JOURNAL ARTICLE

Implicit and Explicit Motor Learning Interventions Have Similar Effects on Walking Speed in People After Stroke: A Randomized Controlled Trial

Li-Juan Jie, Melanie Kleynen, Kenneth Meijer, Anna Beurskens, Susy Braun
Physical Therapy 2021 January 22
33482007

OBJECTIVE: Clinicians may use implicit or explicit motor learning approaches to facilitate motor learning of patients with stroke. Implicit motor learning approaches have shown promising results in healthy populations. The purpose of this study was to assess whether an implicit motor learning walking intervention is more effective compared to an explicit motor learning walking intervention delivered at home with regard to walking speed in people after stroke in the chronic phase of recovery.

METHODS: This randomized controlled single-blind trial was conducted in the home environment. The 79 participants, who were in the chronic phase after stroke (age = 66.4 [SD = 11.0] years; time poststroke = 70.1 [SD = 64.3] months; walking speed = 0.7 [SD = 0.3] m/s; Berg Balance Scale score = 44.5 [SD = 9.5]), were randomly assigned to an implicit (n = 38) or explicit (n = 41) group. Analogy learning was used as the implicit motor learning walking intervention, whereas the explicit motor learning walking intervention consisted of detailed verbal instructions. Both groups received 9 training sessions (30 minutes each) targeted at improving quality of walking, for a period of 3 weeks. The primary outcome was walking speed measured by the 10-Meter Walk Test at a comfortable walking pace. Outcomes were assessed at baseline, immediately after intervention, and 1 month postintervention.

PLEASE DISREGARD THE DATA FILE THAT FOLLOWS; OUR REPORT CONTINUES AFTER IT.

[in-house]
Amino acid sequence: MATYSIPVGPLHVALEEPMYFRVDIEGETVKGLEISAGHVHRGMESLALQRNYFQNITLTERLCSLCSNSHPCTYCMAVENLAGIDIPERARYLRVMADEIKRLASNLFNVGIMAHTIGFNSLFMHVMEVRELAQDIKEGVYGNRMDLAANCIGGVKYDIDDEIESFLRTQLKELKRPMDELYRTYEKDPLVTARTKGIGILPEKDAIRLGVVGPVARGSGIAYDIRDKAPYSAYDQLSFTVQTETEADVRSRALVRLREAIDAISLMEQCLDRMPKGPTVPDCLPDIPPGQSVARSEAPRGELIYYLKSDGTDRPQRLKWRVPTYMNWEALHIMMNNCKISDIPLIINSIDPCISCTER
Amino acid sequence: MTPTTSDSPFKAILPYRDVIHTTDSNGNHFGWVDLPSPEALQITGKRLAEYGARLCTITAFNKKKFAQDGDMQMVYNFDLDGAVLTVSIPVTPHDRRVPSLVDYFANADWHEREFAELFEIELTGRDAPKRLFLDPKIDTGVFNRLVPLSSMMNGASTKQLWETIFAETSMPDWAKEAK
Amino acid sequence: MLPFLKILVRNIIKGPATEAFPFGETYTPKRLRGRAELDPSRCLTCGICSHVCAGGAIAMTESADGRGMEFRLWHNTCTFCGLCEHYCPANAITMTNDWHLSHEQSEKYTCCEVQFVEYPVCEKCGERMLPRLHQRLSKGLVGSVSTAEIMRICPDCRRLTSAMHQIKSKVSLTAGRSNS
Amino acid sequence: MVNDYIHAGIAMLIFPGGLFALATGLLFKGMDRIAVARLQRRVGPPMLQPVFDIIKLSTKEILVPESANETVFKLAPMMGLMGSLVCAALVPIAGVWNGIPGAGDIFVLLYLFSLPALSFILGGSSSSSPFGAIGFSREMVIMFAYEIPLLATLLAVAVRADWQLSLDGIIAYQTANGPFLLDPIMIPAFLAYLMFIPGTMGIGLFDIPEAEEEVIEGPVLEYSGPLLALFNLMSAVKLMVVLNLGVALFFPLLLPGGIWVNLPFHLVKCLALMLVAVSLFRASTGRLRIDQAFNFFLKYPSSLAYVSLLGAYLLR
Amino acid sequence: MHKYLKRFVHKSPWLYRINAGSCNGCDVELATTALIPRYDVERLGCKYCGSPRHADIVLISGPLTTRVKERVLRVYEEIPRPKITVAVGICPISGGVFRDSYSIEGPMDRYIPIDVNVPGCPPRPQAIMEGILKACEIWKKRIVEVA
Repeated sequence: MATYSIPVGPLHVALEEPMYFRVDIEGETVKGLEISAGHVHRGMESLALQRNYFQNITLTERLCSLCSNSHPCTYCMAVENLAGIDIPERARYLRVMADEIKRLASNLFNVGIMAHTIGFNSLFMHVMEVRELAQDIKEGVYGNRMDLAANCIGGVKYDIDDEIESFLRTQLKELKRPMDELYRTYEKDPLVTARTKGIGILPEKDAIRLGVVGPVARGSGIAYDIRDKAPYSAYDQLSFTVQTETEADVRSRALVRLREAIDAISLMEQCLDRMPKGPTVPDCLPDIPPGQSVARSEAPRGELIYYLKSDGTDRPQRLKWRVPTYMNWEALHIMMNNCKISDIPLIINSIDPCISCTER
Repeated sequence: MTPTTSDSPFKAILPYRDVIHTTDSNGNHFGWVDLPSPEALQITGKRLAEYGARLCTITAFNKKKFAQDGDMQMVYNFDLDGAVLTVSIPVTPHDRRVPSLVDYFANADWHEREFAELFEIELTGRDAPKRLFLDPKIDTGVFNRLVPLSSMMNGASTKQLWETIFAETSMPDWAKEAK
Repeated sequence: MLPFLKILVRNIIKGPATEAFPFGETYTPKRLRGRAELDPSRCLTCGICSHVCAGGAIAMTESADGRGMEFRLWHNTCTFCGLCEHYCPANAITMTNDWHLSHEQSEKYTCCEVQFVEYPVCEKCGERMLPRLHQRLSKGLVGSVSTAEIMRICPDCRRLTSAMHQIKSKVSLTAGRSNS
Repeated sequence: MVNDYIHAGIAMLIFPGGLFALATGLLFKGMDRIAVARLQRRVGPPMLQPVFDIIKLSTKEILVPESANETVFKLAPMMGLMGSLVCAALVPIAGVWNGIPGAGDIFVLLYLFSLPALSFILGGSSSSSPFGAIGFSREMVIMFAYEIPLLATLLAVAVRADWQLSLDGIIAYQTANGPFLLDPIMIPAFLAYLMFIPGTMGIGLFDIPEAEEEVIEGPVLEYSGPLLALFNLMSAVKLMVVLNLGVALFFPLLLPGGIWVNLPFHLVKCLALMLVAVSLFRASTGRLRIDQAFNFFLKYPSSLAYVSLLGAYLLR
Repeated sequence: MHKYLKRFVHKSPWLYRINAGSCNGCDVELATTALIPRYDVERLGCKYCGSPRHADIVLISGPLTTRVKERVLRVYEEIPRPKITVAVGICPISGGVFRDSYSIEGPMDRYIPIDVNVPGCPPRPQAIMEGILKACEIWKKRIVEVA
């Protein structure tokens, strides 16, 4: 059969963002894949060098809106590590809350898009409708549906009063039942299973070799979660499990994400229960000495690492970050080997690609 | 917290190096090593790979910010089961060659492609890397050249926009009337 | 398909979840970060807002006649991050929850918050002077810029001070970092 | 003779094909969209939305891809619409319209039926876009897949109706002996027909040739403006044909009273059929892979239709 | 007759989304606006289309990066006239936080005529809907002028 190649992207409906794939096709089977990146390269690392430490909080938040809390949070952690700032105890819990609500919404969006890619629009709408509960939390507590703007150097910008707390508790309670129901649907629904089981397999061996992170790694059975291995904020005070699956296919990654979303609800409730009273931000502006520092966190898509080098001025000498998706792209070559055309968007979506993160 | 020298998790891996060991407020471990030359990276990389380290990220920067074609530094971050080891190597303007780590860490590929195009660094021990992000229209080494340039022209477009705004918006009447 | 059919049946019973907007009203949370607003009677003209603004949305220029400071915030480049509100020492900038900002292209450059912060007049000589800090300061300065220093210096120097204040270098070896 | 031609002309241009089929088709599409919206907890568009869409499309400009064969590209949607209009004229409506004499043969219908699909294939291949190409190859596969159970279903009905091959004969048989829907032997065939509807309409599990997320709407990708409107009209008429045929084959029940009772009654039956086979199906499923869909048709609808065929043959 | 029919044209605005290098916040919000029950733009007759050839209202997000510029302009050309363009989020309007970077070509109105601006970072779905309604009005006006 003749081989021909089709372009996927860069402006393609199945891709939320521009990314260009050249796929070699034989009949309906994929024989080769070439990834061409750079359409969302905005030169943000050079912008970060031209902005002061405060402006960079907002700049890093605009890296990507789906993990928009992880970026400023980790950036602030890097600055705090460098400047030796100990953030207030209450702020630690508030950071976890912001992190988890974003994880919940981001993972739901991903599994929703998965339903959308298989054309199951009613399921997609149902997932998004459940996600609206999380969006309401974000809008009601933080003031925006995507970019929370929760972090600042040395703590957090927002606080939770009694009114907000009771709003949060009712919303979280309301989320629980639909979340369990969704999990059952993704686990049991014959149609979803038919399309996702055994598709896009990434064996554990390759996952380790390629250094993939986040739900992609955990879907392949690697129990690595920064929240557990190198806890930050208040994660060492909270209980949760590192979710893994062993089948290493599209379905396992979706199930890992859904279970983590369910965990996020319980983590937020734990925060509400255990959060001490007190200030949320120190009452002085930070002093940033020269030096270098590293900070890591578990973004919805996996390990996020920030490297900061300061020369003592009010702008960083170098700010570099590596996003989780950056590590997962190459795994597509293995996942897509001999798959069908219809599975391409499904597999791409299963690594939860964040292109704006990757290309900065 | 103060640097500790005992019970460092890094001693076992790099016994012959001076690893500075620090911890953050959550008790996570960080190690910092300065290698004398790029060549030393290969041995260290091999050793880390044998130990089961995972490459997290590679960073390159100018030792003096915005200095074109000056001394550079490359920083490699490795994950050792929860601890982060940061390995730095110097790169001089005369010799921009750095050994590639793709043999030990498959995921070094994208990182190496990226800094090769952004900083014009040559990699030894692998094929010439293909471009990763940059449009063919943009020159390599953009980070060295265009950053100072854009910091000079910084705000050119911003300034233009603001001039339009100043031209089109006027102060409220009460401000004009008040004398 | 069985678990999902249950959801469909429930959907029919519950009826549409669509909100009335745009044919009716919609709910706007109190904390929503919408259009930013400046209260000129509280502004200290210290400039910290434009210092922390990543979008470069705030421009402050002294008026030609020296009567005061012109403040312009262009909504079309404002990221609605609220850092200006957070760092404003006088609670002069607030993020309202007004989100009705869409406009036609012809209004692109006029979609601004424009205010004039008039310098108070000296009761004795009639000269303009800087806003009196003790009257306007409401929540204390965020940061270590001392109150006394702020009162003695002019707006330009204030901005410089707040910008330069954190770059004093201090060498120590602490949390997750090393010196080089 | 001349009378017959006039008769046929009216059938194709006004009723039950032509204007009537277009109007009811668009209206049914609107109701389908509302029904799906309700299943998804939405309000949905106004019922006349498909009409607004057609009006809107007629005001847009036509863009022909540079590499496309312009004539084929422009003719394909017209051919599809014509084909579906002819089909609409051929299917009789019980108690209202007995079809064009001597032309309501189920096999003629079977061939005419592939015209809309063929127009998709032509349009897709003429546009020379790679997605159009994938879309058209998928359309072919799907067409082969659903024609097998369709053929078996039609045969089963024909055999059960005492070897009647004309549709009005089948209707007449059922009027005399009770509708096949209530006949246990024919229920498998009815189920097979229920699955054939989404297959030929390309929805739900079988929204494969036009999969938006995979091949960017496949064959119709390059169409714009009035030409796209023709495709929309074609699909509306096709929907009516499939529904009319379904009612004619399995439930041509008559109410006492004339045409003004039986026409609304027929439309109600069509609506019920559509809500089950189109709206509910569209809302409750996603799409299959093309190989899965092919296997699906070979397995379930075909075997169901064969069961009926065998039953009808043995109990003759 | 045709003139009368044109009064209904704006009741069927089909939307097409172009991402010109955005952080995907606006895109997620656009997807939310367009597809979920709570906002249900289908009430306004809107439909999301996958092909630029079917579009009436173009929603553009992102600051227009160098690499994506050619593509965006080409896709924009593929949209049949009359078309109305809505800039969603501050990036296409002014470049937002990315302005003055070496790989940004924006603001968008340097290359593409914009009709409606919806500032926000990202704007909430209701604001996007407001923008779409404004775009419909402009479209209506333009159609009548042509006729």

RESULTS: No statistically or clinically relevant differences between groups were obtained postintervention (between-group difference was estimated at 0.02 m/s [95% CI -0.04 to 0.08] and at follow-up (between-group difference estimated at -0.02 m/s [95% CI -0.09 to 0.05]).

CONCLUSIONS: Implicit motor learning was not superior to explicit motor learning to improve walking speed in people after stroke in the chronic phase of recovery.

IMPACT: To our knowledge this is the first study to examine the effects of implicit compared to explicit motor learning on a functional task in people after stroke. Results indicate that physical therapists can use (tailored) implicit and explicit motor learning strategies to improve walking speed in people after stroke who are in the chronic phase of recovery.

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